The ASPCA also offers grants directly to shelters and rescues for spay neuter programs. Read the criteria, which include a letter of inquiry. This grant is limited to no more than $3,000 and the website says: Due to budgetary constraints, we are no longer accepting grant requests for the above purposes from the following states: Arkansas, Florida, Louisiana, Massachusetts, Missouri, New Jersey, New York, Tennessee, Texas, and Virginia.
To find local or regional grant sources, do a search on “spay neuter grant sources your area” or “spay neuter grants your area” etc. Many community foundations offer funding in their own region.
To read more about these grants: http://animalsheltertips.com/blog/finding-grants/grant-sources-for-animal-shelters-and-pets-in-need/
God's Creatures Ministry
Veterinarian Charity Fund
GOD'S CREATURES MINISTRY VETERINARIAN CHARITY
We get many requests for financial help. We sadly do not send more than $50.00 when we have money! However, we encourage people to fundraiser in their area, for 'pets' or animal(s) by using two of our simple forms. Some veterinarians will keep an account knowing that you are fundraising through a non-profit organization. One form is 'Walk a Mile' which can be done anytime, and anywhere! The other is a general form for donations.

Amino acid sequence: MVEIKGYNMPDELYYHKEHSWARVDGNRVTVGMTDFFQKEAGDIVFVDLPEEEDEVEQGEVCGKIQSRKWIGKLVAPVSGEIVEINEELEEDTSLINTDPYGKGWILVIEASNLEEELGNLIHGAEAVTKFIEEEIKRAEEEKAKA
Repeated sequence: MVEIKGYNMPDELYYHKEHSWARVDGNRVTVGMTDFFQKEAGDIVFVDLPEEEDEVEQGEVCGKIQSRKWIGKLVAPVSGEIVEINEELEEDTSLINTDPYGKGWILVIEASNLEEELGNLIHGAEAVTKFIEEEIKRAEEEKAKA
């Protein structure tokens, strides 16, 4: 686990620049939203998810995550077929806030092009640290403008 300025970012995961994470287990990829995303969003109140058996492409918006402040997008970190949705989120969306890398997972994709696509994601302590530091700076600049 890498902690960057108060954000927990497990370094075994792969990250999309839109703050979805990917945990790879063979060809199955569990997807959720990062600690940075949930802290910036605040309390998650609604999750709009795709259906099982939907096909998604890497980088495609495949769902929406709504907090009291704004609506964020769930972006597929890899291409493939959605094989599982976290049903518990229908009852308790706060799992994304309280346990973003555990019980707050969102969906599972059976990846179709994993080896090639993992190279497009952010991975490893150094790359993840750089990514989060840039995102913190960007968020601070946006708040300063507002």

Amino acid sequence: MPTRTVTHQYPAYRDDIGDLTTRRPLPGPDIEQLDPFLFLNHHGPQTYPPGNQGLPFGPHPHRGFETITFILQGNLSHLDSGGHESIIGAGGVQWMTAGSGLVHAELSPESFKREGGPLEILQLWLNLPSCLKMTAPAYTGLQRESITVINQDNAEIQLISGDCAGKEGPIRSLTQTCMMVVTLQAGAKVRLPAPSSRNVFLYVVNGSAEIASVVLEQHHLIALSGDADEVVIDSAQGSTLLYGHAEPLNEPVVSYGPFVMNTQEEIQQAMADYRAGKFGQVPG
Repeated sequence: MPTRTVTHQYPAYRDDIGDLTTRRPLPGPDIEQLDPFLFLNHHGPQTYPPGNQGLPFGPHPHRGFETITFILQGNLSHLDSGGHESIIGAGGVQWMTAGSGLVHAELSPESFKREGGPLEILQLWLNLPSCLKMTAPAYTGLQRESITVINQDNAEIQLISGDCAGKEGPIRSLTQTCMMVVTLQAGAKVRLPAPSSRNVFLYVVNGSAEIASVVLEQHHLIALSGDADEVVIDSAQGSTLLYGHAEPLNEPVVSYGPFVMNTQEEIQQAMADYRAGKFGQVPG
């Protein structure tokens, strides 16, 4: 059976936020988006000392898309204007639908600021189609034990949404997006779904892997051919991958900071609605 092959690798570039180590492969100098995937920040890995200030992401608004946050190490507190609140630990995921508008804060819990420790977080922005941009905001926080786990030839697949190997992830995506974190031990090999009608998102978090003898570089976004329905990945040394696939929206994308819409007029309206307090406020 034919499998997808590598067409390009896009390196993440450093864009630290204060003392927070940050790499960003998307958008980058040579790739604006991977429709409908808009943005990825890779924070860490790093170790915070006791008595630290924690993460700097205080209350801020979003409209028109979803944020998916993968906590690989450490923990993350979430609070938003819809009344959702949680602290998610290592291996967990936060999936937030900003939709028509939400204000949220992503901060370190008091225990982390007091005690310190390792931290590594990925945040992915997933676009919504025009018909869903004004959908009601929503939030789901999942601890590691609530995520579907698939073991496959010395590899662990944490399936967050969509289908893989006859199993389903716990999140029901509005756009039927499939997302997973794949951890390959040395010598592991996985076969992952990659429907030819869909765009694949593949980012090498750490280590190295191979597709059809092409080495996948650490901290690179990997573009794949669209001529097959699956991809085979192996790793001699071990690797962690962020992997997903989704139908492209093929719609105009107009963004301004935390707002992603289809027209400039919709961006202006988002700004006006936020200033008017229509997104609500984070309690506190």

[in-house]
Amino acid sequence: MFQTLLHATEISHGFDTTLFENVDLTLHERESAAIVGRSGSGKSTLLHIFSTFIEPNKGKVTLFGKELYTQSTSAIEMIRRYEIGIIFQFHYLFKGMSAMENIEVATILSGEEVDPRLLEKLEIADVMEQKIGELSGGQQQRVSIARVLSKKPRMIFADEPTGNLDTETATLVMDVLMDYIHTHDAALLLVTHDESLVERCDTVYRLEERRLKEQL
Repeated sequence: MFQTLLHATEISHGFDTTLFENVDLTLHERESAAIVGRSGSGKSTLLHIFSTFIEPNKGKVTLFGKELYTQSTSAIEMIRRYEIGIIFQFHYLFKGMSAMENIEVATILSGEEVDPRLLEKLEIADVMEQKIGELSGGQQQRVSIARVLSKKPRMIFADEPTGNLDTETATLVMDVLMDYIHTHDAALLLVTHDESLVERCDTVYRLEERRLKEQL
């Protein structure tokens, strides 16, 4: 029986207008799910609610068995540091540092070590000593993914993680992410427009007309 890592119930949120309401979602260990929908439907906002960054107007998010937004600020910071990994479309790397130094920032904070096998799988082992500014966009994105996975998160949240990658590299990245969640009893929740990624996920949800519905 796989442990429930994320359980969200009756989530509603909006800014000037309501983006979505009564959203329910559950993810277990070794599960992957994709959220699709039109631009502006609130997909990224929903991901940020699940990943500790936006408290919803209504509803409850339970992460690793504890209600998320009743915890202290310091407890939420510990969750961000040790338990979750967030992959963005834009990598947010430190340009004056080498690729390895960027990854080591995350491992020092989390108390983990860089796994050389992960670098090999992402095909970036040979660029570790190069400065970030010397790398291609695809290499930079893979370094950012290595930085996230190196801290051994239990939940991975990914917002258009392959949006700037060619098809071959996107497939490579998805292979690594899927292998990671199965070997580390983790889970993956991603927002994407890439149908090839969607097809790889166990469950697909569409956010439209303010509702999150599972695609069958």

The two forms we email as attachments, can be copied and given to local churches, schools, scouts, (local media), friends, etc. for donations, walkers, and/or sponsors.
Approval is needed to have these forms. Please email your full name, (group you are with if applicable), address, phone number, the veterinarian clinic's name, address and phone number with the animal(s) need and name. The veterinarian's office should be notified that they may be receiving checks from others before getting the forms.
Others (churches, synagogues, schools, agencies, scouts, etc.) may also use our forms to help other local animals/pets. Please email information for approval.
Sorry we cannot do more, but with the help of everyone, we can all make a difference for God's creatures in need of our help.
Peace for all,
God's Creatures Ministry
P.O. Box 266, Wayne, NJ 07474
PS: Catholic Concern for Animals-USA, www.Catholic-animals.org, also has a Veterinarian Charity Fund, but funds are needed. They have similar forms. If you would like to raise funds for them, please contact me.http://www.all-creatures.org/gcm/help-cf.html
Organizations that can help with vet bills for Felines
Need some help?